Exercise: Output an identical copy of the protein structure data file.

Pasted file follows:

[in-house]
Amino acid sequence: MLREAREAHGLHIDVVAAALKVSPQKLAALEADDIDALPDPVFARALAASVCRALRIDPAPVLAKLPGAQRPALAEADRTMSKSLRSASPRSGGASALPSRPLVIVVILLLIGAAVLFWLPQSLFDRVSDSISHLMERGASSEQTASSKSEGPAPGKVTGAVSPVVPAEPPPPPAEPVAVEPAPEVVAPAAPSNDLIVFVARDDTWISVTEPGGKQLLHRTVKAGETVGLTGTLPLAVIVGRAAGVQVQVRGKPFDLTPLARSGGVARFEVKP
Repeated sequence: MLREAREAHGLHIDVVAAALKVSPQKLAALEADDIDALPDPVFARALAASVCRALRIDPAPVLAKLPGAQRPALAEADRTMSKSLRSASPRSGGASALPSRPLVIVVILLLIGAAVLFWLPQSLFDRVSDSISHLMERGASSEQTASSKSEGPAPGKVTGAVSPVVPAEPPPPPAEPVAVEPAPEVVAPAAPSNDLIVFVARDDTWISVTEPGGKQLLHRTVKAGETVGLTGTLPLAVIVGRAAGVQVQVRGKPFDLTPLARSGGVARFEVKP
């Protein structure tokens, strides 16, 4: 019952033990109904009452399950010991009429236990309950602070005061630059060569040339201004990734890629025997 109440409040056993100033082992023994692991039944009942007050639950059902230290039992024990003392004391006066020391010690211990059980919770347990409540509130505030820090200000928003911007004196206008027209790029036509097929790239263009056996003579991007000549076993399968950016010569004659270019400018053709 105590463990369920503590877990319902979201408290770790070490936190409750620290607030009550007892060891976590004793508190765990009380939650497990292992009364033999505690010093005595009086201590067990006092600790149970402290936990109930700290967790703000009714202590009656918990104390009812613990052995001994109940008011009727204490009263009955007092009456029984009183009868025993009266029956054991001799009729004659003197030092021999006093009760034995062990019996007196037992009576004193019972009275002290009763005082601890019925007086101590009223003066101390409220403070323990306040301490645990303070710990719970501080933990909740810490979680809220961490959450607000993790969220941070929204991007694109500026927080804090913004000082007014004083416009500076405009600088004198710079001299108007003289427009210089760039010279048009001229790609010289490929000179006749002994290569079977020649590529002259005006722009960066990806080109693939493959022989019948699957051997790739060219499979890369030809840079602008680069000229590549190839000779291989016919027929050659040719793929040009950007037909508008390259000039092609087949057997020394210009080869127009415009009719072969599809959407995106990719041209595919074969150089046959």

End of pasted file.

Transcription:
[in-house]
Amino acid sequence: MLREAREAHGLHIDVVAAALKVSPQKLAALEADDIDALPDPVFARALAASVCRALRIDPAPVLAKLPGAQRPALAEADRTMSKSLRSASPRSGGASALPSRPLVIVVILLLIGAAVLFWLPQSLFDRVSDSISHLMERGASSEQTASSKSEGPAPGKVTGAVSPVVPAEPPPPPAEPVAVEPAPEVVAPAAPSNDLIVFVARDDTWISVTEPGGKQLLHRTVKAGETVGLTGTLPLAVIVGRAAGVQVQVRGKPFDLTPLARSGGVARFEVKP
Repeated sequence: MLREAREAHGLHIDVVAAALKVSPQKLAALEADDIDALPDPVFARALAASVCRALRIDPAPVLAKLPGAQRPALAEADRTMSKSLRSASPRSGGASALPSRPLVIVVILLLIGAAVLFWLPQSLFDRVSDSISHLMERGASSEQTASSKSEGPAPGKVTGAVSPVVPAEPPPPPAEPVAVEPAPEVVAPAAPSNDLIVFVARDDTWISVTEPGGKQLLHRTVKAGETVGLTGTLPLAVIVGRAAGVQVQVRGKPFDLTPLARSGGVARFEVKP
């Protein structure tokens, strides 16, 4: 019952033990109904009452399950010991009429236990309950602070005061630059060569040339201004990734890629025997 109440409040056993100033082992023994692991039944009942007050639950059902230290039992024990003392004391006066020391010690211990059980919770347990409540509130505030820090200000928003911007004196206008027209790029036509097929790239263009056996003579991007000549076993399968950016010569004659270019400018053709 105590463990369920503590877990319902979201408290770790070490936190409750620290607030009550007892060891976590004793508190765990009380939650497990292992009364033999505690010093005595009086201590067990006092600790149970402290936990109930700290967790703000009714202590009656918990104390009812613990052995001994109940008011009727204490009263009955007092009456029984009183009868025993009266029956054991001799009729004659003197030092021999006093009760034995062990019996007196037992009576004193019972009275002290009763005082601890019925007086101590009223003066101390409220403070323990306040301490645990303070710990719970501080933990909740810490979680809220961490959450607000993790969220941070929204991007694109500026927080804090913004000082007014004083416009500076405009600088004198710079001299108007003289427009210089760039010279048009001229790609010289490929000179006749002994290569079977020649590529002259005006722009960066990806080109693939493959022989019948699957051997790739060219499979890369030809840079602008680069000229590549190839000779291989016919027929050659040719793929040009950007037909508008390259000039092609087949057997020394210009080869127009415009009719072969599809959407995106990719041209595919074969150089046959």